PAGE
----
Here comes a firebrand Muslim leader named Nazar Abbas. I just guessed if he was the same person about whom we heard in Aligarh Muslim University (AMU) as a great orator. To my surprise I was right. He introduced himself as a former student leader of AMU.
And he stood up to my expectations. He was no less than any Maulana that we hear in mosque -- chaste Urdu with regular reference to Islam and some chosen couplets of Allama Iqbal.
He started with all praise for Mulayam Singh Yadav for his secular credentials and communal politics of Mayawati. He then went to international affairs explaining how America killed Saddam Hussain, and that BJP is funded by Israel (without citing the source of this information). He then came to Batla House encounter in which some Muslim youths were killed by the police, allegedly in cold blood. Finally, vote for Mulayam Singh. He is the only saviour and Muslims are living in great danger.
Then came the main mobiliser – Azhar Masood Kachauchvi. He said he hailed from the family of the Khankah of Kachaucha Sharief in Uttar Pradesh. He claimed his father once saved Mulayam Singh government in UP by one vote. Without speaking much, he asked people to vote for Mulayam Singh Yadav.
Amar Singh started by opening up his heart. He first said he will speak only truth because he is not doing politics here. Politics is all about speaking lies, he said. But, he genuinely wanted to relate to this crowd. He apologised he could not take this crowd inside his bunglow because there was no space inside to accommodate such a big crowd.
I gasped in wonder. I have personally witnessed several of Amar Singh’s interaction with such gatherings inside his residence.
He started by telling Muslims that they were living in great danger in India as all the political parties are hostile. Muslim youths all over are being picked up by the police doubting them as terror suspects. He was the only one who stood by the community during the Batla House encounter. Despite that, his party candidate from Batla House (which is a Muslim majority constituency) lost the recent assembly elections there. He complained why people of the area voted for Congress candidate who supported the police action. He also apologised Muslims for some mistakes his party committed due to which his party was dumped in the last assembly elections.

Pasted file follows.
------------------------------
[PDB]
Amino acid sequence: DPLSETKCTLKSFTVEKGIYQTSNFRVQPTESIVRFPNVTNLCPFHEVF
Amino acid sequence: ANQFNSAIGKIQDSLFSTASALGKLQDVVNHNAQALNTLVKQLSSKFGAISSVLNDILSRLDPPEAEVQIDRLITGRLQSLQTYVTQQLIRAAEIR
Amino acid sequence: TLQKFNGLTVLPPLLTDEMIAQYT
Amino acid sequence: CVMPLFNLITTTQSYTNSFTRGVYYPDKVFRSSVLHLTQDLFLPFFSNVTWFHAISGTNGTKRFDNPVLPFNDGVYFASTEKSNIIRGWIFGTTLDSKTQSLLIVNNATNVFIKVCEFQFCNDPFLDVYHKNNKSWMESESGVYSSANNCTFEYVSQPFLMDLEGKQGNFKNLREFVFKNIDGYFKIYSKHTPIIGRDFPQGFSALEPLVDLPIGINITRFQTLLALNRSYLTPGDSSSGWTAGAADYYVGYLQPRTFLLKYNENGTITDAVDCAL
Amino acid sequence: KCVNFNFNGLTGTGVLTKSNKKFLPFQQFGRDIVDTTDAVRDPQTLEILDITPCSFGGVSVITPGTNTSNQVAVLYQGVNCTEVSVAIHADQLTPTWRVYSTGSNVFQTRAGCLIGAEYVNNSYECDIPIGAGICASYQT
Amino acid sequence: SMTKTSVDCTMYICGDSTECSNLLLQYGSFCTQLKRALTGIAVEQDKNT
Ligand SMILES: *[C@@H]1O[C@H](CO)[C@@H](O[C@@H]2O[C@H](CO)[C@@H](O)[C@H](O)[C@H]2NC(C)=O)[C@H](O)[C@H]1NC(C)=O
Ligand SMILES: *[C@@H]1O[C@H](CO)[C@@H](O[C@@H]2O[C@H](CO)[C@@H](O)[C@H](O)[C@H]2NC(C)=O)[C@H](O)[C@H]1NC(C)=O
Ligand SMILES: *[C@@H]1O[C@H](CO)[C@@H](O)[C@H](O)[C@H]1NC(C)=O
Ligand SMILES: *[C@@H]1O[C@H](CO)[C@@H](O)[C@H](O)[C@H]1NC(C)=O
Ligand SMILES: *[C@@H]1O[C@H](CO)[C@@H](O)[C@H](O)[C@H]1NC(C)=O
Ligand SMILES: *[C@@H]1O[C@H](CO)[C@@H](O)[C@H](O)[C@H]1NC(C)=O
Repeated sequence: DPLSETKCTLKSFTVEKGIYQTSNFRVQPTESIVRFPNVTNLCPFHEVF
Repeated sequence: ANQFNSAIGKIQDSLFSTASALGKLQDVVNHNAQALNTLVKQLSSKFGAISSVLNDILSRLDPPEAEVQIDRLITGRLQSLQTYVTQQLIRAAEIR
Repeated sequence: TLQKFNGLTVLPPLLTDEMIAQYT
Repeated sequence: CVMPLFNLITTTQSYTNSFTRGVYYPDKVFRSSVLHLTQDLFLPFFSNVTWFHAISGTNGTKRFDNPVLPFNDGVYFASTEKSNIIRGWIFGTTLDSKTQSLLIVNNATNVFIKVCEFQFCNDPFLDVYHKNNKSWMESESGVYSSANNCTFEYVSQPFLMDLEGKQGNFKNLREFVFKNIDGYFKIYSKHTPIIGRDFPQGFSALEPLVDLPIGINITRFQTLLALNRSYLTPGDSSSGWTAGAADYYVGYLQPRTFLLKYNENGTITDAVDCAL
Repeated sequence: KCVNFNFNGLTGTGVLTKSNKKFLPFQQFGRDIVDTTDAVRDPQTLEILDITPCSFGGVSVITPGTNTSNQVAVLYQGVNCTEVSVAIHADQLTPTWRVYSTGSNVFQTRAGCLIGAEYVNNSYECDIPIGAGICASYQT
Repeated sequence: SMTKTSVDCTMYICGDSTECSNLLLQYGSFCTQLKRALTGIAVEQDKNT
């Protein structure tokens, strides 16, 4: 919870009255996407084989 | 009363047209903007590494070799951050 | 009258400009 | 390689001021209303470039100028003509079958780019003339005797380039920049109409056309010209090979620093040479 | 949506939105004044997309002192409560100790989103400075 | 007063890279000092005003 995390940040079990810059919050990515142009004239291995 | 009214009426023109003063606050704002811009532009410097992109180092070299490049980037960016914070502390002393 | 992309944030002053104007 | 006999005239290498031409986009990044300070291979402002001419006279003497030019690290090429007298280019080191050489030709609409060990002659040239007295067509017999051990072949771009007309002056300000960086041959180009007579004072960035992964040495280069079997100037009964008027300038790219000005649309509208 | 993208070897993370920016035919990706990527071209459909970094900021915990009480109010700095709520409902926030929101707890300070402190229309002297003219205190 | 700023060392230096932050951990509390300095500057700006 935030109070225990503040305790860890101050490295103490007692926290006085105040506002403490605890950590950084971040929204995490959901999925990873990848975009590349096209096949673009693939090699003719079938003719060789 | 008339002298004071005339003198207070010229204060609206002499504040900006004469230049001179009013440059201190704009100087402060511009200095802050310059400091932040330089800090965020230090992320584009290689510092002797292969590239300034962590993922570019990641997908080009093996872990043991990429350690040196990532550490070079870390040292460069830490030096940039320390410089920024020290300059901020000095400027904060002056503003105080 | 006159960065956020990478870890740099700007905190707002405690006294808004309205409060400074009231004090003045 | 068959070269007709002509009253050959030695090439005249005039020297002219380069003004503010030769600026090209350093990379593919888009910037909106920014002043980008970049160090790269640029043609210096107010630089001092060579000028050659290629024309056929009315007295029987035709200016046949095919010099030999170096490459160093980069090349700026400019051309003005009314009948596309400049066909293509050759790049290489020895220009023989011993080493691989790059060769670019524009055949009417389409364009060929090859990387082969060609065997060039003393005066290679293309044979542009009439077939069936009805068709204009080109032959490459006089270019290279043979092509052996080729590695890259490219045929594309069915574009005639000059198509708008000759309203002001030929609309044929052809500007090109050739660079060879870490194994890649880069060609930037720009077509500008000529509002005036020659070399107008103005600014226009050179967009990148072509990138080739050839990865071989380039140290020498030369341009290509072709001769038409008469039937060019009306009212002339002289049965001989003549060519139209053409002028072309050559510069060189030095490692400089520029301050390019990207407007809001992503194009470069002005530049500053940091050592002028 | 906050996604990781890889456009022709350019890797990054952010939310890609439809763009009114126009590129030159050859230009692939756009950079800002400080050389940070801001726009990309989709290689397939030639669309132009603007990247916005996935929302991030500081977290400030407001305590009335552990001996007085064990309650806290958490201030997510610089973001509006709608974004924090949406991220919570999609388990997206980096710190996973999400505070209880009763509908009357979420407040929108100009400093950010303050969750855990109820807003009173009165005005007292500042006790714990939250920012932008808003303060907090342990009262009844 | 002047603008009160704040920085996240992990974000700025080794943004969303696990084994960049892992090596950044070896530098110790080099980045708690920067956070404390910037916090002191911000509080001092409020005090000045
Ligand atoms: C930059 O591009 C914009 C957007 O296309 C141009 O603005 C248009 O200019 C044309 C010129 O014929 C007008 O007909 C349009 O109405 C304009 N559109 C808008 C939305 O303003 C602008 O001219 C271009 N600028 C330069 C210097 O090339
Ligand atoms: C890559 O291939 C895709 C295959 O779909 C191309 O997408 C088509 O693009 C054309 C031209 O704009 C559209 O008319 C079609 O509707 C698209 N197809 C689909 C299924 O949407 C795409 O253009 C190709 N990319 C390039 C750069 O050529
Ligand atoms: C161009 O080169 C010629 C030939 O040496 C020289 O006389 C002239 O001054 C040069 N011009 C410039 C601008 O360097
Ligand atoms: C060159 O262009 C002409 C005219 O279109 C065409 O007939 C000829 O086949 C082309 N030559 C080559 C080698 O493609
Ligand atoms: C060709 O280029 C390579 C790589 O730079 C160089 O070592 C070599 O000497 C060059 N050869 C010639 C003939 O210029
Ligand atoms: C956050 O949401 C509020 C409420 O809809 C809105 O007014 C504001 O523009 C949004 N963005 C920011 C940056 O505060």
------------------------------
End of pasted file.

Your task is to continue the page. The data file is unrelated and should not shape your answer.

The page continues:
The hour-long public meeting came to an end.
I then approached Nazar Abbas with my camera and mike. I asked him why he only spoke about the fear factor and why there was no demand or any economic agenda for the community.
He probably never expected this question. He became silent and could not answer. With great difficulty he said security is most important. I then asked him what were the demands of Muslims in the coming Lok Sabha elections. He replied: “Muslims are backward. This is there in the Sachchar Committee report. There should be more schools for Muslims. Education is very important.”
I again asked him if there was any economic agenda. I asked him if he could tell me five major demands of the Muslims with regard to the forthcoming elections. I hinted him that the brass factories of Moradabad and lock industries of Aligarh are dying. Muslims in large number are being affected. But he could manage to say just this: “These are secondary issues. Security is more important.”
I then approached two young men wearing modern outfit but had sported skullcaps. I asked them if they wear these caps all the time. He replied: “No, we wear it while offering namaz.” I further probed he was not here to offer any namaz. He was honest enough to reply: “We actually wanted to look like Muslims. All the media is here for us.”
Befriending him, I asked if he was convinced by what Nazar Abbas or Amar Singh said. “These are all politics. Who cares,” he said. Then why was here? He explained his family follows the Khankah of Kachucha Sharief and he was here because Azhar Masood Kachauchvi had asked him to come with him. He went on to tell me he owns a small manufacturing unit of denim and jeans pants at Seelampur neighbourhood in east Delhi.
He told me that his business has been severely hit by the ongoing economic recession. His garments are not being sold as it used to do earlier and that his workers are running way.
Sadly, this was not an issue. Not for Amar Singh -- but most surprisingly -- not even for Nazar Abbas.